Activation-induced cell death of peripheral T cells results from the interaction between Fas and Fas ligand. Resting peripheral T cells are resistant to Fas-induced apoptosis and become susceptible only after their activation. We have investigated the molecular mechanism mediating the sensitization of resting peripheral T cells to Fas-mediated apoptosis following TCR stimulation. TCR activation decreases the steady state protein levels of FLIP (FLICE-like inhibitory protein), an inhibitor of the Fas signaling pathway. Reconstitution of intracellular FLIP levels by the addition of a soluble HIV transactivator protein-FLIP chimera completely restores resistance to Fas-mediated apoptosis in TCR primary T cells. Inhibition of IL-2 production by cyclosporin A, or inhibition of IL-2 signaling by rapamycin or anti-IL-2 neutralizing Abs prevents the decrease in FLIP levels and confers resistance to Fas-mediated apoptosis following T cell activation. Using cell cycle-blocking agents, we demonstrate that activated T cells arrested in G1 phase contain high levels of FLIP protein, whereas activated T cells arrested in S phase have decreased FLIP protein levels. These findings link regulation of FLIP protein levels with cell cycle progression and provide an explanation for the increase in TCR-induced apoptosis observed during the S phase of the cell cycle.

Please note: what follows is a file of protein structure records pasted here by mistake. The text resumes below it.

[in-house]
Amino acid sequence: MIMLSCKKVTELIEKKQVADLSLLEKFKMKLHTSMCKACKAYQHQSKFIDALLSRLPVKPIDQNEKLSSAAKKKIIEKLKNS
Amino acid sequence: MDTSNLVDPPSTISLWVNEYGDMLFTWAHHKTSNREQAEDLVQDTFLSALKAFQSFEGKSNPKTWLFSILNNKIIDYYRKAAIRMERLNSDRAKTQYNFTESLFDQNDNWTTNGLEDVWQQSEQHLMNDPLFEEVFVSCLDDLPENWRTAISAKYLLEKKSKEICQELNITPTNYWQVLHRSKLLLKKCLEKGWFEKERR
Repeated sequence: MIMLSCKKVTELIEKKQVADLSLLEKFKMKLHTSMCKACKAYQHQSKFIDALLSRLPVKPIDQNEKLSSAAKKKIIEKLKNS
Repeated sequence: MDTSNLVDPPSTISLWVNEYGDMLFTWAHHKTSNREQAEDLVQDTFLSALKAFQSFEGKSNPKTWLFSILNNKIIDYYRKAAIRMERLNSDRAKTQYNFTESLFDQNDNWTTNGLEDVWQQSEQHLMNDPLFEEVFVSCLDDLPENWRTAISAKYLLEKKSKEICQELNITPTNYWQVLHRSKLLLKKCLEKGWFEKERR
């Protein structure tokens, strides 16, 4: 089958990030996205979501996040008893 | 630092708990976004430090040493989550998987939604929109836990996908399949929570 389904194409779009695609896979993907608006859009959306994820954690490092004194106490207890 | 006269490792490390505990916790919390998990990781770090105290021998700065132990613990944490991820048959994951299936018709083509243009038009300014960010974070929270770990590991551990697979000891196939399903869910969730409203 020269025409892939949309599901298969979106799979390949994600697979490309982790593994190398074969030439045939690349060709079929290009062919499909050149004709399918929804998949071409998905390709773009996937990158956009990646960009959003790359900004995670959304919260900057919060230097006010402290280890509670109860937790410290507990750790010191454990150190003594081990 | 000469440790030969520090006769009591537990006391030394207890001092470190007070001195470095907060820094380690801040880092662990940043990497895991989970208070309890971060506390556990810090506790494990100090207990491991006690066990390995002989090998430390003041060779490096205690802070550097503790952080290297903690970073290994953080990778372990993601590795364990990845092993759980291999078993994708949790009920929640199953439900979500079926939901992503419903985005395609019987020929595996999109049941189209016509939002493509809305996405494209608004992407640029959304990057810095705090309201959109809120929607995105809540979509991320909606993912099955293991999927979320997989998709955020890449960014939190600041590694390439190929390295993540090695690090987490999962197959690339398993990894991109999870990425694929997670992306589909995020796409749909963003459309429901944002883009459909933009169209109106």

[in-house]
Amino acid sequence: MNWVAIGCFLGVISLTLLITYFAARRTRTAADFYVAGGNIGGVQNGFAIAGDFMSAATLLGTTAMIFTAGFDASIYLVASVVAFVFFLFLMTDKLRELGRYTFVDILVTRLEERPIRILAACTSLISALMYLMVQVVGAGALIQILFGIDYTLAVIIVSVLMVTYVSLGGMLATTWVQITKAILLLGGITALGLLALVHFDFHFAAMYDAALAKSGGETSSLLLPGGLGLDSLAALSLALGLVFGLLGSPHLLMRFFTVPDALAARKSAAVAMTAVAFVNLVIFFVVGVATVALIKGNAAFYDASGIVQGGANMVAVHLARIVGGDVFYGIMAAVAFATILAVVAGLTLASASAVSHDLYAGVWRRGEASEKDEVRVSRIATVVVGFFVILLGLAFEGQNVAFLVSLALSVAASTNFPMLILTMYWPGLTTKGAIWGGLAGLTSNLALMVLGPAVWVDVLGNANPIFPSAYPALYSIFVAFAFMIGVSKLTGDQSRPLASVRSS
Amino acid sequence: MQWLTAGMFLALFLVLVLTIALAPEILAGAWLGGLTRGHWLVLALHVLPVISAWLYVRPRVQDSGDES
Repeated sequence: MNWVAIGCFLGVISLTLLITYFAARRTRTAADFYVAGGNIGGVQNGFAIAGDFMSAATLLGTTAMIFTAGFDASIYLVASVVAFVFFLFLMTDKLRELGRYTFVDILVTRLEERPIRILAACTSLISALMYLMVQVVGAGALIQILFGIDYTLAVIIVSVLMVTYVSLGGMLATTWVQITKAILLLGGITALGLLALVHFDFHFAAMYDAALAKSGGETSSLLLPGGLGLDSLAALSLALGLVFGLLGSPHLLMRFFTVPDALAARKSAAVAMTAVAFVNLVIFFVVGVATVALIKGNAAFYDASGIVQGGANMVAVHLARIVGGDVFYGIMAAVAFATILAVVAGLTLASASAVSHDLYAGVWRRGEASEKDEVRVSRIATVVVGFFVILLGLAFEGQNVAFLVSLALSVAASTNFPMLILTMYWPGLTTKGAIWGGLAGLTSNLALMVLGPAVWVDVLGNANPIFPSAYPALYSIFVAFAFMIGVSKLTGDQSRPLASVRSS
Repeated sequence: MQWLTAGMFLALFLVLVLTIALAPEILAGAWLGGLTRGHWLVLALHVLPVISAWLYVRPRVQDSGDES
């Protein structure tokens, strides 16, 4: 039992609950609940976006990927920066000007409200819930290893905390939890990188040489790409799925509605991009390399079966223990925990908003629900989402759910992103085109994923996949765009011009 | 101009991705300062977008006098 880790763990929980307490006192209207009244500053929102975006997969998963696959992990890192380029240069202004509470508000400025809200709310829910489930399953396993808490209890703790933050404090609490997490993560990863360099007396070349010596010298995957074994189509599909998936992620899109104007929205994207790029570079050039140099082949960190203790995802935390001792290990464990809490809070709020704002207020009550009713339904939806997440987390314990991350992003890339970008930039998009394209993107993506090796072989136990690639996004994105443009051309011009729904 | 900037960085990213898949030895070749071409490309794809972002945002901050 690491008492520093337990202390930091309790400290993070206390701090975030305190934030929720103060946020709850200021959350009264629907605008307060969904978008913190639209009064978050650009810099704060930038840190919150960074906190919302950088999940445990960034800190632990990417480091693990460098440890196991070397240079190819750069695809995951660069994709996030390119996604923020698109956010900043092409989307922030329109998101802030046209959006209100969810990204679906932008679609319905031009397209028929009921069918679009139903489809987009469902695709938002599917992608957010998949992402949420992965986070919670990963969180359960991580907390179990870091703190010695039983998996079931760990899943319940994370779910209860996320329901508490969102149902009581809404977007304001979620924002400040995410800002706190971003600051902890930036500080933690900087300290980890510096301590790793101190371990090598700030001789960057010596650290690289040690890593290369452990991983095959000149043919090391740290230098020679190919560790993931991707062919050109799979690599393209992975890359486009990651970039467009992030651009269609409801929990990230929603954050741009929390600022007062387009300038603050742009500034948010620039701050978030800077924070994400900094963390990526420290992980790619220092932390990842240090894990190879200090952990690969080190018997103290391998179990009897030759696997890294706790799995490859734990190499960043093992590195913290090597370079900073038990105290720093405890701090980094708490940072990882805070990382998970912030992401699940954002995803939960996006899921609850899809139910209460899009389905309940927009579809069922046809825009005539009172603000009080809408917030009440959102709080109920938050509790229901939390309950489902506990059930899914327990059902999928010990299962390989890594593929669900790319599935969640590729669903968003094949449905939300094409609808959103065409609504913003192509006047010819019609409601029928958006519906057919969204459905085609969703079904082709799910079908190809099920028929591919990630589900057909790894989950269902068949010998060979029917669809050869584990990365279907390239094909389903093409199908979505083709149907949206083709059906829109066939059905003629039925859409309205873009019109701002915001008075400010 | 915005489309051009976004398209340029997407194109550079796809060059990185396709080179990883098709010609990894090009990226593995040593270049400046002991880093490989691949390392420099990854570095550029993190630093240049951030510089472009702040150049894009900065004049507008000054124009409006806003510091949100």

|Original language||English (US)|
|Number of pages||7|
|Journal||Journal of Immunology|
|State||Published - May 1 1999|